Just for the record, I do this at my school as well. Our cafeteria recently declared “meatless Mondays”, to which I replied “McDonalds Mondays”.

  2. Mom and Dad Buell on 25 Aug 2012 at 7:58 am #

    Hey Pastor Drew;
    Well done. You are so good at discerning the issue and getting to the heart of it(i.e. sufficiency of scripture)
    We love your response.
    Love you,
    Mom and Dad

  3. Charles Chrisman on 26 Aug 2012 at 5:36 pm #

    Hi Pastor Drew,
    I don’t know whether Mr. Zelinka is an atheist or not, but this attack of his is a very typical tactic among the more aggressive atheists out there today. There is a concerted campaign of misconstruction over the text of scripture in an attempt top show logical contradiction, usually by forcing a very narrow definition or meaning on a specific text without taking into consideration the broader context and purpose of the Bible which is to reveal the love and wisdom of God. Atheists view the Bible as an intolerable book of rules set against their happiness and freedom and will generally use any means to defeat it that comes to mind. As you have shown, the best defense against this is to know and use the full body of scripture as the context and reason from that standpoint back to the specific charge.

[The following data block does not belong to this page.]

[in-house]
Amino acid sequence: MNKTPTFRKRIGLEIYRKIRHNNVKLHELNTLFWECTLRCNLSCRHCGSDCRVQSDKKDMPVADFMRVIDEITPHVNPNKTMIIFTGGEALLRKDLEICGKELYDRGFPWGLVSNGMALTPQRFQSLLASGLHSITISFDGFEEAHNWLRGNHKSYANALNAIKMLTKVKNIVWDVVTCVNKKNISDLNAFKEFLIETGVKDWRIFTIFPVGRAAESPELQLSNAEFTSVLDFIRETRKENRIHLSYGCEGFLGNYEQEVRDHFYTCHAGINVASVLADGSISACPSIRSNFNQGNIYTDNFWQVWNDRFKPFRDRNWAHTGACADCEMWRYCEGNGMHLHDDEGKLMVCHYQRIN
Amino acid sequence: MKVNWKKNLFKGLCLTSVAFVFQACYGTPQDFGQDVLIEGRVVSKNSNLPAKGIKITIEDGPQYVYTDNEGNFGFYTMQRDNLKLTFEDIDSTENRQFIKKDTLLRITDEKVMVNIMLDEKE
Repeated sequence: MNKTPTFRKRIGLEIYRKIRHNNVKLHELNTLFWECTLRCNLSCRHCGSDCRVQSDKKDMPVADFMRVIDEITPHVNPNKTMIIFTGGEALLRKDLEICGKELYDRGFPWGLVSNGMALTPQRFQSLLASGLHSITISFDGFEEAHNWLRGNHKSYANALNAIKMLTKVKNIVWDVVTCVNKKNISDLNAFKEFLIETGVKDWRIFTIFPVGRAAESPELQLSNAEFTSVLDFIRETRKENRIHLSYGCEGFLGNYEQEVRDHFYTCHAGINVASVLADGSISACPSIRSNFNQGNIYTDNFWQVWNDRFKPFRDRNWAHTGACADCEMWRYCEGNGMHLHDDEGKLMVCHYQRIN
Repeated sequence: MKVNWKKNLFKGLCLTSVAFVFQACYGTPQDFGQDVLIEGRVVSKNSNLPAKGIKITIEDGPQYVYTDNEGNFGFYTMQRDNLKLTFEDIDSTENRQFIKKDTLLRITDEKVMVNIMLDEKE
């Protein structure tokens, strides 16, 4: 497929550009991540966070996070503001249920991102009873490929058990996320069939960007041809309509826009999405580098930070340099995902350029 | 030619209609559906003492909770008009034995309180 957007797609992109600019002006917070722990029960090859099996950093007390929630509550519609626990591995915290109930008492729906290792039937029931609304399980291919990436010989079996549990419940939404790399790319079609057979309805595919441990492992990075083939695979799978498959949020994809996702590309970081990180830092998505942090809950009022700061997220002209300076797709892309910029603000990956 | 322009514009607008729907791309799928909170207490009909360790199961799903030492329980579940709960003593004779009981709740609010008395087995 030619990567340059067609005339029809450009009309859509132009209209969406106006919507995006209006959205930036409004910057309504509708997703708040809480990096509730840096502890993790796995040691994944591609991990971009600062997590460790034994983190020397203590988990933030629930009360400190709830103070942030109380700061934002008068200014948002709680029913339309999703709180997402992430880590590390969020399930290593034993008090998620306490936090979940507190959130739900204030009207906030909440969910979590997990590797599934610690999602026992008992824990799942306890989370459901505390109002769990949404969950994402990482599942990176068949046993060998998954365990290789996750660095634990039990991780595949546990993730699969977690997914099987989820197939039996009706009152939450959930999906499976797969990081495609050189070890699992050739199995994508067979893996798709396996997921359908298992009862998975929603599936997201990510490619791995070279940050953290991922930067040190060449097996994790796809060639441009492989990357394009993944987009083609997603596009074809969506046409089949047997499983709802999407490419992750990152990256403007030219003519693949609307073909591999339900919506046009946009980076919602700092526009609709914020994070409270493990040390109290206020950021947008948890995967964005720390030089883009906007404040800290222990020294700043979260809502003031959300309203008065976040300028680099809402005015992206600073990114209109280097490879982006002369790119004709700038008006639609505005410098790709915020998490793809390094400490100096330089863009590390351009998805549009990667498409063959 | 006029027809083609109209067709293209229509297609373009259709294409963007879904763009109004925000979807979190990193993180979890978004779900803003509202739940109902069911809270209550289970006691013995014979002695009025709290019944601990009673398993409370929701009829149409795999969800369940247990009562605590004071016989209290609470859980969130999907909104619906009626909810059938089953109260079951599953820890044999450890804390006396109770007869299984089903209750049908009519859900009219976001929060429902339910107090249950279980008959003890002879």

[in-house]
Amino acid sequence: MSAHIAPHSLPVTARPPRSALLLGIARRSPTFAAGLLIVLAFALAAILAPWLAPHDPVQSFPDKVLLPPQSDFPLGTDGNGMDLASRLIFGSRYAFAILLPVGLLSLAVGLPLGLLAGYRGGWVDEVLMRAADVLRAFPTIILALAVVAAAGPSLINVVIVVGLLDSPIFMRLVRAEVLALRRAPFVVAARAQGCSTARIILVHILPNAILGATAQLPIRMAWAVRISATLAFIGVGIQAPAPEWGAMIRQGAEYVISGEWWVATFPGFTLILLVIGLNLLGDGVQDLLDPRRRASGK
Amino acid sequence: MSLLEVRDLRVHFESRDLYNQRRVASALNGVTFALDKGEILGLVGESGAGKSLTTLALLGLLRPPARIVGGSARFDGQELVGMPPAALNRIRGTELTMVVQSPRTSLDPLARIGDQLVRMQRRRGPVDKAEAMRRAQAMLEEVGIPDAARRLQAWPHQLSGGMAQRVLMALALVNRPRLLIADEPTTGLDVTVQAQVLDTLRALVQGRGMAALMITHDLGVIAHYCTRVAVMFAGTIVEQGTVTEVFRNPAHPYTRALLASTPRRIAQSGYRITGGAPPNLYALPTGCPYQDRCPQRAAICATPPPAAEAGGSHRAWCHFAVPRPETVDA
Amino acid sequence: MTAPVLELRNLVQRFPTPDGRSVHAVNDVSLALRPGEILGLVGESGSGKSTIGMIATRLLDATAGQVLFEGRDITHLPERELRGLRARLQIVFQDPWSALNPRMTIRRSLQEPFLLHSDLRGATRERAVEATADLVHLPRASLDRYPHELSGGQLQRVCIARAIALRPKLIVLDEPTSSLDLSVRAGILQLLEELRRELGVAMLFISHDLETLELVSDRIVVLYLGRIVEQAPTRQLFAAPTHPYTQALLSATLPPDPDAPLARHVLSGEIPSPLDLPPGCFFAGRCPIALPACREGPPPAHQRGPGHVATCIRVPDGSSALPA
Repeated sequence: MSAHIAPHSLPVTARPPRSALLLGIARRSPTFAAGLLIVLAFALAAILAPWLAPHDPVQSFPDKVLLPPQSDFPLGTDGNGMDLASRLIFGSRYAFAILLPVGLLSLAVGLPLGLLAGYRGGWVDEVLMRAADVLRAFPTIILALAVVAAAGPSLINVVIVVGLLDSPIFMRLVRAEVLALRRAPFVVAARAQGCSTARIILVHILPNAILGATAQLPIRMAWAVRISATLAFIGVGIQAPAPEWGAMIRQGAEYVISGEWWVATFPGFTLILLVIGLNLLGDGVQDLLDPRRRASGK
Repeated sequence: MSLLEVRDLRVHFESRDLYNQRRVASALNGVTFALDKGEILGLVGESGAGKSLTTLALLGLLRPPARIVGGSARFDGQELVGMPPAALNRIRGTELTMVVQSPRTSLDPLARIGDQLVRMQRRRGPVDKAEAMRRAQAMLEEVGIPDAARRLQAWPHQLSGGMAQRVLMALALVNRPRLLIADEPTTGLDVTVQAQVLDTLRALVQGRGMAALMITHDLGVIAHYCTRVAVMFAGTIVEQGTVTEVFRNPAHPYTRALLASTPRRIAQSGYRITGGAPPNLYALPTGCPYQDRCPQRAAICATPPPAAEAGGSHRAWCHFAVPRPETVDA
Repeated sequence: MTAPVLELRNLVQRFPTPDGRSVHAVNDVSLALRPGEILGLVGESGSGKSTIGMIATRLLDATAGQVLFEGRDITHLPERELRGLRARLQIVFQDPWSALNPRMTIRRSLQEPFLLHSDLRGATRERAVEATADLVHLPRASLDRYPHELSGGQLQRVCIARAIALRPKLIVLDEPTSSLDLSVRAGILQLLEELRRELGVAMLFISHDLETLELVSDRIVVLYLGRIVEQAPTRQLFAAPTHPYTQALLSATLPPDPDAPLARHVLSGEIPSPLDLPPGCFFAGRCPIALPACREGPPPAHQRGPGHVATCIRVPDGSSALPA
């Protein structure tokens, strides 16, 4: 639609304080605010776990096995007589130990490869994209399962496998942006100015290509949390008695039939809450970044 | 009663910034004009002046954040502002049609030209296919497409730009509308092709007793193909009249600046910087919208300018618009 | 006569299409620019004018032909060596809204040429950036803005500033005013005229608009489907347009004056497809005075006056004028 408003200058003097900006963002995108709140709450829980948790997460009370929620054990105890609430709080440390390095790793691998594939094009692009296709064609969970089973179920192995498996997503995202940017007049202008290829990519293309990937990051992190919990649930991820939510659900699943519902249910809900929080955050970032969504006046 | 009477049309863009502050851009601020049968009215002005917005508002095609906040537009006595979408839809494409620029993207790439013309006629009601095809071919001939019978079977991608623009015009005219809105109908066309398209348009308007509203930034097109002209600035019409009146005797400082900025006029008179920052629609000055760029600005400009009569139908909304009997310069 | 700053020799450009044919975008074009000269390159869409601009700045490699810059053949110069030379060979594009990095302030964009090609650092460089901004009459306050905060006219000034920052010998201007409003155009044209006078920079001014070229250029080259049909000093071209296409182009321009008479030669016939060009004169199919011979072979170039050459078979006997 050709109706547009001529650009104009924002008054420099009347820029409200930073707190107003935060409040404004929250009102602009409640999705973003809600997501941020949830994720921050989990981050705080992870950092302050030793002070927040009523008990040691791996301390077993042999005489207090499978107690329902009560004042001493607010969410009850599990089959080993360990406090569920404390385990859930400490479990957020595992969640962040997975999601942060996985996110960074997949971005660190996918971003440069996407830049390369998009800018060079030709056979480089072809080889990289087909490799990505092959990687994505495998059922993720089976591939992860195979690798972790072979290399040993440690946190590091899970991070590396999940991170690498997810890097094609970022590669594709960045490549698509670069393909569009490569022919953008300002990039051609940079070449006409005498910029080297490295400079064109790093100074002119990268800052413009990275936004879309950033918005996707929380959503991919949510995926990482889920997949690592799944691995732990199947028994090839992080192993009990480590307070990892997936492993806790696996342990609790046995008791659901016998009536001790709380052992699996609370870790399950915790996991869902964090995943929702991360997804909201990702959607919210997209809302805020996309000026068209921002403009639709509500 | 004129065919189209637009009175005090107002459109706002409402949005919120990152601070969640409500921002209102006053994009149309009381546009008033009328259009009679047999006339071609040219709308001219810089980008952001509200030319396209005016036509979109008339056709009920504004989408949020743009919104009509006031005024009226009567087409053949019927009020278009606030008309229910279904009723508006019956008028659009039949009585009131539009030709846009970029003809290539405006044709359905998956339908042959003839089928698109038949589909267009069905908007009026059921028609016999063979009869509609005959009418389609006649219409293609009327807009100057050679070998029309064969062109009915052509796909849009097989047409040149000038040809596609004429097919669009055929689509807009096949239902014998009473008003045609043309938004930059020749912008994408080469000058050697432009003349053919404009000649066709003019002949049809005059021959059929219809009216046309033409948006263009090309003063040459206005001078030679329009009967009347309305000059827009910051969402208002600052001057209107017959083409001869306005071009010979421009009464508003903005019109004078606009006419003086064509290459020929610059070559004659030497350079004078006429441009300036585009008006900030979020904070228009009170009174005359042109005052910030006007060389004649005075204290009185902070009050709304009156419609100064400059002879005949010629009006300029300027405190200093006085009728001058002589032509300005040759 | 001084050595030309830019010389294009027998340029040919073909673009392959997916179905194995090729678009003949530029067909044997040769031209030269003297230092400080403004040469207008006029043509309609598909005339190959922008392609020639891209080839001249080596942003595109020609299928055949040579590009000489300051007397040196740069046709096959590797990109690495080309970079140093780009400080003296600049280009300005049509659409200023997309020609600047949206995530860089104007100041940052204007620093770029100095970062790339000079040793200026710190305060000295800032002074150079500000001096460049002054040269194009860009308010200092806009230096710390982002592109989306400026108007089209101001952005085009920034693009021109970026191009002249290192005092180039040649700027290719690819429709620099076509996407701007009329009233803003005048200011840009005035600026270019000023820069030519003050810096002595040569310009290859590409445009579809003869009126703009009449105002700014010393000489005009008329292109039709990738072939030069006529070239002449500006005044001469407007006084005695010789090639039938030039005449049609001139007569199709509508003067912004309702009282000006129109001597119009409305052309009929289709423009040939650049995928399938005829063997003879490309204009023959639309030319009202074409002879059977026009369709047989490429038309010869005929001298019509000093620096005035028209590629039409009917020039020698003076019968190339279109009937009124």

Thanks,
    Charlie

  4. Drew on 27 Aug 2012 at 8:11 am #

    I’ll be interested to see if Mr. Zelinka responds to my letter, I’ll be interested to hear what else he has to say.

  5. Harry Zelinka on 18 Apr 2015 at 2:11 pm #

    You may not realize it but Muslims and Jews adhere to the biblical dietary laws as specified in Leviticus. That does not make them atheists.

  6. Nathan on 29 Jul 2016 at 11:16 am #

    If Mark 7:18-19 absolves the sin eating of shellfish, does it not also absolve anyone who practices sodomy?

  7. Drew on 01 Aug 2016 at 10:08 am #

    That’s a good question Nathan. I think the answer is three-fold. 1) The passage is specifically about the dietary laws of the Old Testament, so addressing sodomy isn’t the author’s intention at all. 2) Other author’s do deal with the question of sodomy (both Old and New Testament authors), so they would be the most appropriate references for that kind of conversation. 3) All sin (including the sin of sodomy) can be forgiven through the gospel of Jesus Christ.
    I don’t know if that answers your immediate questions, but hopefully it helps a little bit.